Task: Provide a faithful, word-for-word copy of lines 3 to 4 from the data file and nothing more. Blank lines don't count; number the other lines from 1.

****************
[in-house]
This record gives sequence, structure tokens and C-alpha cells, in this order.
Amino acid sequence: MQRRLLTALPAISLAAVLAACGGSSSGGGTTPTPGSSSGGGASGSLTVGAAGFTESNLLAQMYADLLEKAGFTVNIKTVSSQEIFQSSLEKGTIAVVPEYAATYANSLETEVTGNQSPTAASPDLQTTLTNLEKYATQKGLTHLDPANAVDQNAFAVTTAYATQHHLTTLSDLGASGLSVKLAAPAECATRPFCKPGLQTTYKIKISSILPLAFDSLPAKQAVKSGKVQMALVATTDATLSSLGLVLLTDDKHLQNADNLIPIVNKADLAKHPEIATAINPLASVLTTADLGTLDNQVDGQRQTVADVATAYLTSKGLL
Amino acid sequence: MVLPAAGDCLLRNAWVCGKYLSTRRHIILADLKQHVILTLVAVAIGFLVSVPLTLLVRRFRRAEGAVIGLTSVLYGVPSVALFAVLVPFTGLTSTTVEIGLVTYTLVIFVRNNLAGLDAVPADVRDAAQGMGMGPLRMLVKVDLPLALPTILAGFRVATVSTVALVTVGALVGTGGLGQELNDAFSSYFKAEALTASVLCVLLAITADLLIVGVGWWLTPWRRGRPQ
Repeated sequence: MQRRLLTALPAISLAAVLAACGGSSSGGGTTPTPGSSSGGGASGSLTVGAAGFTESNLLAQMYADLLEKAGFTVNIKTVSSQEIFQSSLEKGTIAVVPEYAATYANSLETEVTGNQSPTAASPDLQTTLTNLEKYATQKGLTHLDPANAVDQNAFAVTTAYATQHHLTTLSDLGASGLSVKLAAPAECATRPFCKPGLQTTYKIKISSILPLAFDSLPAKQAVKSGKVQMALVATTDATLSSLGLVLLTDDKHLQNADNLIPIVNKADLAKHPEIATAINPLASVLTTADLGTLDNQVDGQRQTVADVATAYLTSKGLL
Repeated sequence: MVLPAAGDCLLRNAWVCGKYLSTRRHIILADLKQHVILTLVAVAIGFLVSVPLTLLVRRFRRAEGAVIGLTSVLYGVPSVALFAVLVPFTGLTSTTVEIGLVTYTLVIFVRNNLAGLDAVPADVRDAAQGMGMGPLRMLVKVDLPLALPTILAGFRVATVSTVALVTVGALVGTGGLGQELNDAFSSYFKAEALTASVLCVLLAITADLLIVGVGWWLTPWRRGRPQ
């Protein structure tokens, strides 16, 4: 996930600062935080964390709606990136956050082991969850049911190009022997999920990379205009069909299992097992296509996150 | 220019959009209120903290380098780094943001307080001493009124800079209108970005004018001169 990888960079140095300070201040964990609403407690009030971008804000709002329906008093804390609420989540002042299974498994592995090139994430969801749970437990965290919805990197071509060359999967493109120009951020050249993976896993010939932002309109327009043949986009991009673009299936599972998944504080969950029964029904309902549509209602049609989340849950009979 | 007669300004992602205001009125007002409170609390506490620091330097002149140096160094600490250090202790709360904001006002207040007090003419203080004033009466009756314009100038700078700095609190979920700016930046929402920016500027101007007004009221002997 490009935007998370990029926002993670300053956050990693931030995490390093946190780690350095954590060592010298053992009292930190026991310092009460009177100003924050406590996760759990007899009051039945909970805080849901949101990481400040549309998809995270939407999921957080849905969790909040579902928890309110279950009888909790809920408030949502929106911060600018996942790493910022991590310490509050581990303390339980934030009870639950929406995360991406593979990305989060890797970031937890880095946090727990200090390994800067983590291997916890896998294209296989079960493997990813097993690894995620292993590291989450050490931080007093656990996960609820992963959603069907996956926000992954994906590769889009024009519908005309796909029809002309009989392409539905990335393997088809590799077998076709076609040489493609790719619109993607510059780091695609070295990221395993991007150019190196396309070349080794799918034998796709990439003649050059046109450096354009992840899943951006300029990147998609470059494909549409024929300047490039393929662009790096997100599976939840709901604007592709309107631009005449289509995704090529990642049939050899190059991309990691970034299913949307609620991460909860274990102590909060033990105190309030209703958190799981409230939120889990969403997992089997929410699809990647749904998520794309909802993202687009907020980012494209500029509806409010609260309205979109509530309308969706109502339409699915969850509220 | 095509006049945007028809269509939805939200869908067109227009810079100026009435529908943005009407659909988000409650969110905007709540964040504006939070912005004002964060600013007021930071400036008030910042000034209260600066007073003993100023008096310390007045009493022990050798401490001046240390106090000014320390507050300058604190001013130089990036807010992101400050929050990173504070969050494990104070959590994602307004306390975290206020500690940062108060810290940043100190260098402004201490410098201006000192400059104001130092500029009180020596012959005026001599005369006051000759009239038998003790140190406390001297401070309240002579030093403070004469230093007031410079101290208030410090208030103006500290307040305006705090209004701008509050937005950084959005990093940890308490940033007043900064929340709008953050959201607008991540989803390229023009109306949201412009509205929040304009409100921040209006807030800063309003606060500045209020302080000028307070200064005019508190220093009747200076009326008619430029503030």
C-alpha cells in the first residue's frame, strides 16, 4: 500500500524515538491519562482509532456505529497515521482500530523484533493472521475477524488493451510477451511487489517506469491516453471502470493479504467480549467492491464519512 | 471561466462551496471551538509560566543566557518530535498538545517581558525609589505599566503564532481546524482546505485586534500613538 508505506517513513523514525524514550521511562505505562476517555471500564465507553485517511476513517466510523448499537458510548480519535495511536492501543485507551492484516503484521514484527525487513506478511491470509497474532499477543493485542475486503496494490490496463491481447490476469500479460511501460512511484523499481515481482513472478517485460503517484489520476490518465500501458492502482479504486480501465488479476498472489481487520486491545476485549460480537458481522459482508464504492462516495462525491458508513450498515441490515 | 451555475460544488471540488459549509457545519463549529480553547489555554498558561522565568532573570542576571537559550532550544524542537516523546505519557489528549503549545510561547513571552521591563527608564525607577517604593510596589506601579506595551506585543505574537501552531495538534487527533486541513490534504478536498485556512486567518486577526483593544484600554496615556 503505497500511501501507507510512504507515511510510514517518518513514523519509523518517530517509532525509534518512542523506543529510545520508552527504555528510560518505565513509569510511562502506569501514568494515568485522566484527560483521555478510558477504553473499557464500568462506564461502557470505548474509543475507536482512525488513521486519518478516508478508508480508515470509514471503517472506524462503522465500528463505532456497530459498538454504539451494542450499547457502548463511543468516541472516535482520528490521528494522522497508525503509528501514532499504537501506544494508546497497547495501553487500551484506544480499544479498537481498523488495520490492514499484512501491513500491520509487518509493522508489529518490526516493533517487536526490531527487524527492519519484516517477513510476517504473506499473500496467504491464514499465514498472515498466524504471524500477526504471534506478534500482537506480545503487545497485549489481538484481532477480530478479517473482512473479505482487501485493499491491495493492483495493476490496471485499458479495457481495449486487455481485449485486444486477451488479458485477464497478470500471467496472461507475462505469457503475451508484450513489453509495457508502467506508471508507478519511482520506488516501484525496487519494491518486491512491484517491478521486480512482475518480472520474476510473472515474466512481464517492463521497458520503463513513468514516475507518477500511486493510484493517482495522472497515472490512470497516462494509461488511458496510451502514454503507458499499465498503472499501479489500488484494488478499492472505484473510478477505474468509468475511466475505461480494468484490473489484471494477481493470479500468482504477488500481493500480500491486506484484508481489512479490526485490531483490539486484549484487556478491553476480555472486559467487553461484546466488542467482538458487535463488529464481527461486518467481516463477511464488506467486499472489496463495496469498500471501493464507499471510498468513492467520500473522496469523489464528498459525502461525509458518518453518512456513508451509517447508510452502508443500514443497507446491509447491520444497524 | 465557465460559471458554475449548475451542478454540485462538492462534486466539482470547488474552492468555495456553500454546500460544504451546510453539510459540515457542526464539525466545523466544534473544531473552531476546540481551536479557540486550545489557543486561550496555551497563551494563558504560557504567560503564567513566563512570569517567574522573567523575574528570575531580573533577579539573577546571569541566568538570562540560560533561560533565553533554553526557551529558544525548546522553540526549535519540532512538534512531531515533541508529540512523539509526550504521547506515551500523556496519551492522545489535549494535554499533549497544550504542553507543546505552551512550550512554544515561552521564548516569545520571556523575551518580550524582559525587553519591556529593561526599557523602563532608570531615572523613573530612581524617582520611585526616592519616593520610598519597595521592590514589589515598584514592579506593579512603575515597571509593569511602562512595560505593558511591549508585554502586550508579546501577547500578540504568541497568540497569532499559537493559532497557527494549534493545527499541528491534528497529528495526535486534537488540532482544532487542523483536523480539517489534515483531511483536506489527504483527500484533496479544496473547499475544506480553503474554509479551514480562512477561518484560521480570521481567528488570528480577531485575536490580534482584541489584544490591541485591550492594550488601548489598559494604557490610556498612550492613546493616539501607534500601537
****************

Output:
Amino acid sequence: MQRRLLTALPAISLAAVLAACGGSSSGGGTTPTPGSSSGGGASGSLTVGAAGFTESNLLAQMYADLLEKAGFTVNIKTVSSQEIFQSSLEKGTIAVVPEYAATYANSLETEVTGNQSPTAASPDLQTTLTNLEKYATQKGLTHLDPANAVDQNAFAVTTAYATQHHLTTLSDLGASGLSVKLAAPAECATRPFCKPGLQTTYKIKISSILPLAFDSLPAKQAVKSGKVQMALVATTDATLSSLGLVLLTDDKHLQNADNLIPIVNKADLAKHPEIATAINPLASVLTTADLGTLDNQVDGQRQTVADVATAYLTSKGLL
Amino acid sequence: MVLPAAGDCLLRNAWVCGKYLSTRRHIILADLKQHVILTLVAVAIGFLVSVPLTLLVRRFRRAEGAVIGLTSVLYGVPSVALFAVLVPFTGLTSTTVEIGLVTYTLVIFVRNNLAGLDAVPADVRDAAQGMGMGPLRMLVKVDLPLALPTILAGFRVATVSTVALVTVGALVGTGGLGQELNDAFSSYFKAEALTASVLCVLLAITADLLIVGVGWWLTPWRRGRPQ